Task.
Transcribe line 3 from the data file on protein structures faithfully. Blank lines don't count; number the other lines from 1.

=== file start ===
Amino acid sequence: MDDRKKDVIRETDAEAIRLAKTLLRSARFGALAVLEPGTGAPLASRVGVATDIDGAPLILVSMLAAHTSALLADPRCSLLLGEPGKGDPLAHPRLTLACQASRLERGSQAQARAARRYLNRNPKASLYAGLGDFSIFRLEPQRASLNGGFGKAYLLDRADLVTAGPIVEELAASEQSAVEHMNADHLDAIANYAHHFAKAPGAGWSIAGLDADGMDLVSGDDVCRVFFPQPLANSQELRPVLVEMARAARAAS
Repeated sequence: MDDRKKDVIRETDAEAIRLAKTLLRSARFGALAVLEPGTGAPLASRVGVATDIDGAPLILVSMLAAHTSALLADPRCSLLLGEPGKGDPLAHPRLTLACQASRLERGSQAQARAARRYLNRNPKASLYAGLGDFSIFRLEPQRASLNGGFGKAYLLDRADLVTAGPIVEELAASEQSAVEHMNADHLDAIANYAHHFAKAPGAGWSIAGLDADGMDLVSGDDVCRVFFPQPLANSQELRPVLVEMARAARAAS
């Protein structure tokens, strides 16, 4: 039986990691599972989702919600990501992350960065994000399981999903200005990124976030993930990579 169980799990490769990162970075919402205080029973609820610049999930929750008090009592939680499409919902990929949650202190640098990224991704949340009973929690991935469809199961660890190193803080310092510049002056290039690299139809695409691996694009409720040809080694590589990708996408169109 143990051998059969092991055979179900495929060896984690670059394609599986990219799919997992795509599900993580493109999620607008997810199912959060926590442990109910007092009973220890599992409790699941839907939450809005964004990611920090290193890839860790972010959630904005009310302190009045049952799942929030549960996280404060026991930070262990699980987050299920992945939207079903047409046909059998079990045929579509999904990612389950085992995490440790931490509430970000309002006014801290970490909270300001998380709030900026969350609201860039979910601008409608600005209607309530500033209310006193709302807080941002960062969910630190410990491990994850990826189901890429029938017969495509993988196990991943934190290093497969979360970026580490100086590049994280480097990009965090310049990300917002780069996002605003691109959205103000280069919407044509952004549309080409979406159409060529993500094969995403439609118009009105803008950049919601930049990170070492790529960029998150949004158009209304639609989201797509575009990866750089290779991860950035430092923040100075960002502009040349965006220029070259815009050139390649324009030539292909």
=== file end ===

């Protein structure tokens, strides 16, 4: 039986990691599972989702919600990501992350960065994000399981999903200005990124976030993930990579 169980799990490769990162970075919402205080029973609820610049999930929750008090009592939680499409919902990929949650202190640098990224991704949340009973929690991935469809199961660890190193803080310092510049002056290039690299139809695409691996694009409720040809080694590589990708996408169109 143990051998059969092991055979179900495929060896984690670059394609599986990219799919997992795509599900993580493109999620607008997810199912959060926590442990109910007092009973220890599992409790699941839907939450809005964004990611920090290193890839860790972010959630904005009310302190009045049952799942929030549960996280404060026991930070262990699980987050299920992945939207079903047409046909059998079990045929579509999904990612389950085992995490440790931490509430970000309002006014801290970490909270300001998380709030900026969350609201860039979910601008409608600005209607309530500033209310006193709302807080941002960062969910630190410990491990994850990826189901890429029938017969495509993988196990991943934190290093497969979360970026580490100086590049994280480097990009965090310049990300917002780069996002605003691109959205103000280069919407044509952004549309080409979406159409060529993500094969995403439609118009009105803008950049919601930049990170070492790529960029998150949004158009209304639609989201797509575009990866750089290779991860950035430092923040100075960002502009040349965006220029070259815009050139390649324009030539292909």